Juan Florez removed a shopping bag from his closet and dumped his life story onto his bed.
Family pictures, newspaper clippings about his father and letters from his friends back home in Bogota, Colombia, spilled across the mattress. A passport, a bus ticket, a marriage certificate and correspondence from college basketball coaches all over the United States were among the contents.
"All of these things are important to me in some way," Florez said as he sifted through the memorabilia. "Sometimes, I can't believe I went through all that I did to get here. But when you have a dream, well, you have to try."
Florez longed to play big-time college basketball in the United States. It was an idea kindled by Mormon missionaries who not only brought the Gospel to Bogota in the late 1970s but also packed videotapes of BYU basketball games. "Danny Ainge and all those guys," Florez said.
The dream died in Glendale during the summer of 1983 after a two-year journey through three countries and 10 times as many coaches' offices. Florez, who is a slender six feet tall, played in a national tournament in Colombia at age 15, but his skill-level and lack of size and experience were impassable obstacles on his road to the Final Four.
Along the way, Florez said he learned a lot about people, survival and relying upon one's natural instincts. He called on those experiences when he decided to redirect his efforts toward another sport.
Today, at 24, Florez has a possible shot at competing for an NCAA championship--as a starting midfielder for the Cal State Northridge soccer team, which is top-ranked in Division II.
"He's a big-game player and if he develops consistency, he could become a great player," CSUN Coach Marwan Ass'ad said. "He learns fast and works hard. He's also is very opinionated and daring."
Florez, a junior, demonstrated that he was a major risk-taker, if not a major college basketball player, when he ignored his father's advice and said adios to his parents, two sisters and a "safe future" in Colombia at age 18.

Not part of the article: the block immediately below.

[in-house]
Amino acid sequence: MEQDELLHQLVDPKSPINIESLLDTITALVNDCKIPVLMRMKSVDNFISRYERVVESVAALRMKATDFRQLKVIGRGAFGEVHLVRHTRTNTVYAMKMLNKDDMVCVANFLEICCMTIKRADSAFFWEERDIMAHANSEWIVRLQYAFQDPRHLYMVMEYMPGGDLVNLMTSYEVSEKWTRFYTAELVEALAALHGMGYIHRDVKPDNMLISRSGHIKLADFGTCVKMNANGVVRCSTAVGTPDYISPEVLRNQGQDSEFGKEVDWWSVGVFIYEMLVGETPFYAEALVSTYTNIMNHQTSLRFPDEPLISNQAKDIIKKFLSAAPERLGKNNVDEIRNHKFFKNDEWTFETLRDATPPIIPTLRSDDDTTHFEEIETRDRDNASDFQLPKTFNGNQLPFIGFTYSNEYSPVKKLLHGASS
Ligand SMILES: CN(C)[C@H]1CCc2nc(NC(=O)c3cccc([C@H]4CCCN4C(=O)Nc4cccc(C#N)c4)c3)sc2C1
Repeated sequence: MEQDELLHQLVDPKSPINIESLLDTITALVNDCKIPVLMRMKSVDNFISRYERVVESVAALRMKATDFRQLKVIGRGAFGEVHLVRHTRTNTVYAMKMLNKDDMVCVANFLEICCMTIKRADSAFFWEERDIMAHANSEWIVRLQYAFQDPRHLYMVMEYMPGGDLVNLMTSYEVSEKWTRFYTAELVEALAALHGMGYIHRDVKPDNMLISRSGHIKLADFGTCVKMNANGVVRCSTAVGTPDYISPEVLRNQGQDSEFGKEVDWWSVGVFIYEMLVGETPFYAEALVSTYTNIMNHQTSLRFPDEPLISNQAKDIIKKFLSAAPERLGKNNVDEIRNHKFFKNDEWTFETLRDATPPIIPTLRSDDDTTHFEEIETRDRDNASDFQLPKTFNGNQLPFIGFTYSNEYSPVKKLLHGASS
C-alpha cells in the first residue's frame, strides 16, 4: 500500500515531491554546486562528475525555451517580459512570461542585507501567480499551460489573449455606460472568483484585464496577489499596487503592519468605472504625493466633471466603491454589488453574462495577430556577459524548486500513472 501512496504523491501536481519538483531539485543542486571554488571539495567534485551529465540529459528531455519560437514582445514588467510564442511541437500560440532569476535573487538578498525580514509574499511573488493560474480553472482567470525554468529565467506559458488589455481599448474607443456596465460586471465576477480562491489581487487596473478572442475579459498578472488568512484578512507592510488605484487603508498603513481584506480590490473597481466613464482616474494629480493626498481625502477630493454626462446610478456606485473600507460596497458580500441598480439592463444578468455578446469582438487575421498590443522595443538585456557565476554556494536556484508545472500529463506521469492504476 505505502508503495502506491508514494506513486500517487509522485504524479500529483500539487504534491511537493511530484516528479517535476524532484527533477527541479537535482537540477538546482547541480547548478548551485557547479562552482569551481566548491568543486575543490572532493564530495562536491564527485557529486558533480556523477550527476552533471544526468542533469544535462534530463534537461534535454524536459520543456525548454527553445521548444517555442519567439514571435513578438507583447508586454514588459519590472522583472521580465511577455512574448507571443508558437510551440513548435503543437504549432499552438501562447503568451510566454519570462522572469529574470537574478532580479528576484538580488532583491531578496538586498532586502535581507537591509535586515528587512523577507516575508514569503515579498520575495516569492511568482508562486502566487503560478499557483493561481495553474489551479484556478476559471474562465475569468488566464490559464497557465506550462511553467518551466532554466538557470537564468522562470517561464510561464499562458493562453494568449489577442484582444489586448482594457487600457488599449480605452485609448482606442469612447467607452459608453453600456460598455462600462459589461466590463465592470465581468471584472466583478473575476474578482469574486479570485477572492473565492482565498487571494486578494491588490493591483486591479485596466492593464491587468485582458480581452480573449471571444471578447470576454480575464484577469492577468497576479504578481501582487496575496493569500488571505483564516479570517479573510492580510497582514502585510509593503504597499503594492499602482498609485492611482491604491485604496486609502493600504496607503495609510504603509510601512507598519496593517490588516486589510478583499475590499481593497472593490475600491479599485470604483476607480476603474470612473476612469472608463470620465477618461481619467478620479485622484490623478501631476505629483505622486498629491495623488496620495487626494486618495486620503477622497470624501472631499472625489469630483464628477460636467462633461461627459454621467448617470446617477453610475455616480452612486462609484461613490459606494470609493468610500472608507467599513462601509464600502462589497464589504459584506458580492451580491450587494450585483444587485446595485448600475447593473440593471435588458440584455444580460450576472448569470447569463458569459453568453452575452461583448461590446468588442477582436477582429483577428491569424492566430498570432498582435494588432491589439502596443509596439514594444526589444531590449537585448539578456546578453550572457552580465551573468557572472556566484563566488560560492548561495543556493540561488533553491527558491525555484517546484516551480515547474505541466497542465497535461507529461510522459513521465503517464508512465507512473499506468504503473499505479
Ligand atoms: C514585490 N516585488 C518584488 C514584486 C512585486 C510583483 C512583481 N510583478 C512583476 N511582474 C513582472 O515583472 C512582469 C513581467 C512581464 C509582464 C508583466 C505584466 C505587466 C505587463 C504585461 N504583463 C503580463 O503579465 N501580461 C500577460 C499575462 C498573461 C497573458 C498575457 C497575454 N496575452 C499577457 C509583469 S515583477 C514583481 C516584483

"My father was very realistic, which was one extreme, and I was a dreamer, which is another extreme," Florez said. "There was no middle point in our relationship."
Alberto Florez, Juan's father, knew some of the travails that awaited his son. Alberto studied public administration at the University of Tennessee and constitutional law in Manchester, England. He worked 10 years for Coldeportes--the Colombian Sports Institute--and was the assistant to the president of the Colombian Senate upon his death in 1985.
Adriana Florez, Juan's older sister, was allowed to spend a year as a high school exchange student in Pennsylvania to facilitate a future career in international relations. To Alberto, that was realistic.
But he told Juan, his only son, that he could afford to pay for his college education only if he stayed in Colombia. If Juan left, he was on his own.
"His arguments were, 'You don't speak English, you won't have any financial support and basketball is much better in the U. S. than it is in Colombia,' " Florez said. "That wasn't enough to stop my dreams."
Neither was the American consulate, which put a full-court press on Florez's request for a visa and rejected his application when it was discovered that he lacked finances, a grasp of the English language and a scholarship.
Florez, however, was obsessed. He looked for student exchange programs with the U. S. that wouldn't cost him any money but found none. He considered taking the illegal route through Mexico. "I was so crazy, I didn't know how I was going to do it, but I was going to get there," he said. Finally, Florez stumbled upon and was accepted for a cultural exchange program with Canada.
Canada, of course, is a great place to go if you want to learn the proper way to execute a slap shot. But the Great White North produces big-time college basketball players about as often as the U. S. qualifies for the World Cup. Still, Florez reasoned that he was only a hop, skip and jump shot away from fulfilling his dream.
For three months, Florez was one of 21 Colombians who lived with and helped teach Spanish to 21 visiting Canadians while traveling through the country's towns and villages. At the end of the three months, he left with the group for Canada where they would switch roles.
Florez set foot on U. S. soil for the first time Oct. 20, 1982, during a stopover in Miami for the group's flight to Ontario, Canada. Customs officials, wary that some members of the contingent might be exchanging more than culture during the border crossing, pulled Florez out of line and strip-searched him for drugs.
Welcome to the U. S. A., amigo .
Florez spent the next four months traveling with the group through Ontario, learning English and playing basketball whenever he could. The night before the tour ended, he called home and talked to his father for the first time since leaving Colombia.
Florez recalls the conversation: